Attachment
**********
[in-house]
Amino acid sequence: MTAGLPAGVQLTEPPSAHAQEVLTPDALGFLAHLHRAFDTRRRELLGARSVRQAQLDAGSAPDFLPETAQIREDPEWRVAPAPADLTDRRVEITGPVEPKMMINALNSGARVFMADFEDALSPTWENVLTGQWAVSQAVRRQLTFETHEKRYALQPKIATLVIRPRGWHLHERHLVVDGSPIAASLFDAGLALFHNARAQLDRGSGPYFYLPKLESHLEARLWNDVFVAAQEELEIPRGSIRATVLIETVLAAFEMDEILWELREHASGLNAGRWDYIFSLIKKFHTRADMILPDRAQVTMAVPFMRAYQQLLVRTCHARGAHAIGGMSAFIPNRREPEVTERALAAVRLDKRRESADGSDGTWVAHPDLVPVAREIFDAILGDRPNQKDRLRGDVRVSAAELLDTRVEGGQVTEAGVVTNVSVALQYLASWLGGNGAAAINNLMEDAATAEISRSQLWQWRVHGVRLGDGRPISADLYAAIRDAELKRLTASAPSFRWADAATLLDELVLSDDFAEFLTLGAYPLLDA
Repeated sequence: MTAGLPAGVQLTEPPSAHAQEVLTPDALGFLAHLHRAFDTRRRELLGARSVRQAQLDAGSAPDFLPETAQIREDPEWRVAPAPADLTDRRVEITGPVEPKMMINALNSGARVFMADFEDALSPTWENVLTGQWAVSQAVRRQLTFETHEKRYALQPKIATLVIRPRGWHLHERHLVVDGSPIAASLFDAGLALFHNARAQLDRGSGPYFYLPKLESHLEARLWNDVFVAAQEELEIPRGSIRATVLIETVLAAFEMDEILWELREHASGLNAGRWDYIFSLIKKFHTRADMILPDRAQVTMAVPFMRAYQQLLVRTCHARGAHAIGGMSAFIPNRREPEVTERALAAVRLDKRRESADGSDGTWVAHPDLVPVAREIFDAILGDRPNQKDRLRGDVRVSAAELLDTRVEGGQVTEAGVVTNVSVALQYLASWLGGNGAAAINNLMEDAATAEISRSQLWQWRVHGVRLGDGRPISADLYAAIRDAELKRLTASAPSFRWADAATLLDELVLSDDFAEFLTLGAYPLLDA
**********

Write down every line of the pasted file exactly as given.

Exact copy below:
[in-house]
Amino acid sequence: MTAGLPAGVQLTEPPSAHAQEVLTPDALGFLAHLHRAFDTRRRELLGARSVRQAQLDAGSAPDFLPETAQIREDPEWRVAPAPADLTDRRVEITGPVEPKMMINALNSGARVFMADFEDALSPTWENVLTGQWAVSQAVRRQLTFETHEKRYALQPKIATLVIRPRGWHLHERHLVVDGSPIAASLFDAGLALFHNARAQLDRGSGPYFYLPKLESHLEARLWNDVFVAAQEELEIPRGSIRATVLIETVLAAFEMDEILWELREHASGLNAGRWDYIFSLIKKFHTRADMILPDRAQVTMAVPFMRAYQQLLVRTCHARGAHAIGGMSAFIPNRREPEVTERALAAVRLDKRRESADGSDGTWVAHPDLVPVAREIFDAILGDRPNQKDRLRGDVRVSAAELLDTRVEGGQVTEAGVVTNVSVALQYLASWLGGNGAAAINNLMEDAATAEISRSQLWQWRVHGVRLGDGRPISADLYAAIRDAELKRLTASAPSFRWADAATLLDELVLSDDFAEFLTLGAYPLLDA
Repeated sequence: MTAGLPAGVQLTEPPSAHAQEVLTPDALGFLAHLHRAFDTRRRELLGARSVRQAQLDAGSAPDFLPETAQIREDPEWRVAPAPADLTDRRVEITGPVEPKMMINALNSGARVFMADFEDALSPTWENVLTGQWAVSQAVRRQLTFETHEKRYALQPKIATLVIRPRGWHLHERHLVVDGSPIAASLFDAGLALFHNARAQLDRGSGPYFYLPKLESHLEARLWNDVFVAAQEELEIPRGSIRATVLIETVLAAFEMDEILWELREHASGLNAGRWDYIFSLIKKFHTRADMILPDRAQVTMAVPFMRAYQQLLVRTCHARGAHAIGGMSAFIPNRREPEVTERALAAVRLDKRRESADGSDGTWVAHPDLVPVAREIFDAILGDRPNQKDRLRGDVRVSAAELLDTRVEGGQVTEAGVVTNVSVALQYLASWLGGNGAAAINNLMEDAATAEISRSQLWQWRVHGVRLGDGRPISADLYAAIRDAELKRLTASAPSFRWADAATLLDELVLSDDFAEFLTLGAYPLLDA